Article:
10 November, 2011

Cousins at war: Ecgfrith of Northumbria and Bridei son of Beli

In 685, Ecgfrith of Northumbria and Bridei son of Beli, King of the Picts, fought a decisive battle which resulted in Ecgfrith’s defeat and death and an end to Northumbrian ambitions in Pictland. Historia Brittonum adds the intriguing detail that Ecgfrith and Bridei were cousins. How might that be so?


Historia Brittonum

Egfrid is he who made war against his cousin Brudei, king of the Picts, and he fell therein with all the strength of his army and the Picts with their king gained the victory; and the Saxons never again reduced the Picts so as to exact tribute from them. Since the time of this war it is called Gueithlin Garan
--Historia Brittonum ch. 57, available online

Brudei, Brude, Bruide, Bride, Bridei are all alternative spellings; Egfrid is an alternative spelling of Ecgfrith.

The Latin text is:
echfrid ipse est qui fecit bellum contra fratruelem suum, qui erat rex pictorum nomine birdei et ibi corruit cum omni robore exercitus sui et picti cum rege suo uictores extiterunt et numquam addiderunt saxones ambronum ut a pictis uectigal exigerunt. a tempore istius belli uocatur gueith lin garan.
--Historia Brittonum ch. 57, Latin text available online

In the original Latin, the term translated into English as ‘cousin’ is ‘fratruelem’. Wikipedia says that this is a specific term meaning ‘maternal first cousin’, i.e. indicating that Ecgfrith and Bridei were the sons of two sisters. I have also seen definitions saying that it can mean that they were the sons of two brothers; it’s unclear to me whether the term can also extend to sons of two siblings, i.e. sons of a sister and a brother.

Pictish Chronicle
Bride filius File .xx. annis regnauit.
Tolorcan filius Enfret .iiii. annis regnauit.
--Pictish Chronicle, available online

File is an alternative spelling of Beli or Bile. Enfret is an alternative spelling of Eanferth.

Annals of Ulster
642 Afterwards Domnall Brec was slain at the end of the year, in December, in the battle of Srath Caruin, by Hoan, king of the Britons

686. The battle of Dún Nechtain was fought on Saturday, May 20th, and Egfrid son of Oswy, king of the Saxons, who had completed the 15th year of his reign, was slain therein with a great body of his soldiers
722 Mael Corgais from Druim Ing, and Bile son of Eilphín, king of Ail Cluaithe, die.
693. Bruide son of Bile, king of Foirtriu, dies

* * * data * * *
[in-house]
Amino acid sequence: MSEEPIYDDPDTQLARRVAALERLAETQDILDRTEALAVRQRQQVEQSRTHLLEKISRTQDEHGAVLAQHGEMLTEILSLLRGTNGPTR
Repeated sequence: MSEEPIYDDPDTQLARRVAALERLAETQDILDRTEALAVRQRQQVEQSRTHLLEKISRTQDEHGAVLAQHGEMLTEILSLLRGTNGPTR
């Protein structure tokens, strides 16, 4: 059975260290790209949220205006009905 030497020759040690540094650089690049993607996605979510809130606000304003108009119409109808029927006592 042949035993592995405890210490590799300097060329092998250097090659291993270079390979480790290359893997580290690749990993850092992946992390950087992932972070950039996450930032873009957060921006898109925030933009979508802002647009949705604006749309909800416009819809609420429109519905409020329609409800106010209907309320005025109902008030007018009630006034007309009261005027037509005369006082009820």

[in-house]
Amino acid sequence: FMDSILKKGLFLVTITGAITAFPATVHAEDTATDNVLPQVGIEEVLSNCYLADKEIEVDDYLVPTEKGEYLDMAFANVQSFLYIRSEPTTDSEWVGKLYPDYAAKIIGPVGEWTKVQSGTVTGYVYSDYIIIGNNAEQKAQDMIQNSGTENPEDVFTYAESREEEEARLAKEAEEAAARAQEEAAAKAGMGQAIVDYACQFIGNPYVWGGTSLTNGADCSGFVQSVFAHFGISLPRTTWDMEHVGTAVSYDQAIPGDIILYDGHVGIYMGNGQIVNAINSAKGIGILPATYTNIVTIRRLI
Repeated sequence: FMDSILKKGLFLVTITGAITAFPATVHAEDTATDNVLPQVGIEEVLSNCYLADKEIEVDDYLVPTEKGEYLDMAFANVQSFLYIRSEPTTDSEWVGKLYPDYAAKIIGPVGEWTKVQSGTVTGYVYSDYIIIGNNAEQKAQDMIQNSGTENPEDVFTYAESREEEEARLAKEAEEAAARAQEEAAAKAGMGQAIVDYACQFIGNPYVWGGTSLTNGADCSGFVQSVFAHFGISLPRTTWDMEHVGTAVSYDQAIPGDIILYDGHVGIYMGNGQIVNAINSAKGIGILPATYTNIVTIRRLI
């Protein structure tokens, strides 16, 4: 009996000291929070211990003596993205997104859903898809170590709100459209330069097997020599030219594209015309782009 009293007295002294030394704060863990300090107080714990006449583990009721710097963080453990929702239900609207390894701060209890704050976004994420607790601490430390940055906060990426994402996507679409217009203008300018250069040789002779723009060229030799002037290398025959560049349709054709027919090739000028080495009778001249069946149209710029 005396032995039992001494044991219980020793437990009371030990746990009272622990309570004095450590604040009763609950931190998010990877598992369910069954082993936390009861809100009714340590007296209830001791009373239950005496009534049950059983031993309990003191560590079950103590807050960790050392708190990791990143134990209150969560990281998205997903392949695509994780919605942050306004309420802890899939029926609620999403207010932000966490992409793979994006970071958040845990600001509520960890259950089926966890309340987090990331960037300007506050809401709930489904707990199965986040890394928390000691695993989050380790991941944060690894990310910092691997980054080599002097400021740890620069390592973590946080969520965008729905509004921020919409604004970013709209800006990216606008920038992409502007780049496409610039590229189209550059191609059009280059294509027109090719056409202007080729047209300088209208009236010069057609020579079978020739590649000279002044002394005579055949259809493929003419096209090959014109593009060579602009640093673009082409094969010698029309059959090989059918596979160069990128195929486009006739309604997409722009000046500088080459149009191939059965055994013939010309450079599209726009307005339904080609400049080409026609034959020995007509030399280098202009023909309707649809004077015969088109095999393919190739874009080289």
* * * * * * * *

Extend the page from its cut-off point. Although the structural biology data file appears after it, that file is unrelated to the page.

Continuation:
--Annals of Ulster available online

Strathclyde genealogy
Run map arthgal map Dumnagual map Riderch map Eugein map Dumnagual map Teudebur map Beli map Elfin map Eugein map Beli map Neithon map Guipno map Dumngual hen map Cinuit map Ceritic guletic …
--Harleian genealogies, available online

In an Irish Life of St Adamnan, Bridei is described as “son of the king of Dumbarton” (according to Tim Clarkson’s website Senchus). Dumbarton, also known as Alt Clud (“Rock of Clyde”), was an important centre for the kingdom of Strathclyde.

There are two Belis to choose from in the Strathclyde genealogy. Beli map Neithon appears in the middle of the list. His son Eugein (a variant spelling of Owain) may be the ‘Hoan King of the Britons’ recorded as having won the battle of Strath Carron in 642 in the Annals of Ulster. This date is consistent with Beli having lived in the early-to-mid seventh century (since he had an adult son in 642). If correct, it is in turn possible that Beli could also have fathered a son who was adult in 685.

Another Beli, Beli map Elfin, appears three generations later, but he died in 722 according to the Annals of Ulster and so cannot be the Beli who was the father of Bridei.

For in the following year [685], King Egfrid [...] rashly led an army to ravage the province of the Picts. The enemy pretended to retreat and lured the king into narrow mountain passes, where he was killed with the greater part of his forces on the twentieth of May in his fortieth year and the fifteenth of his reign.
--Bede, Ecclesiastical History, Book IV Ch.26

Bede does not say who Ecgfrith’s mother was. As Ecgfrith was around 40 in 685, he was born in around 645. His father Oswy married Eanflaed, daughter of Eadwine of Deira/Northumbria some time before 651, because Bede recounts a story about a miracle performed by Bishop Aidan (who died in August 651) about Eanflaed’s voyage to Northumbria (Bede, Ecclesiastical History Book III ch. 15). It seems likely (although not certain) that Ecgfrith was the son of Oswy and Eanflaed, since Ecgfrith appears to have succeeded Oswy without opposition, and a son of Oswy (of the royal house of Bernicia) and Eanflaed (of the royal house of Deira) would have had a strong claim.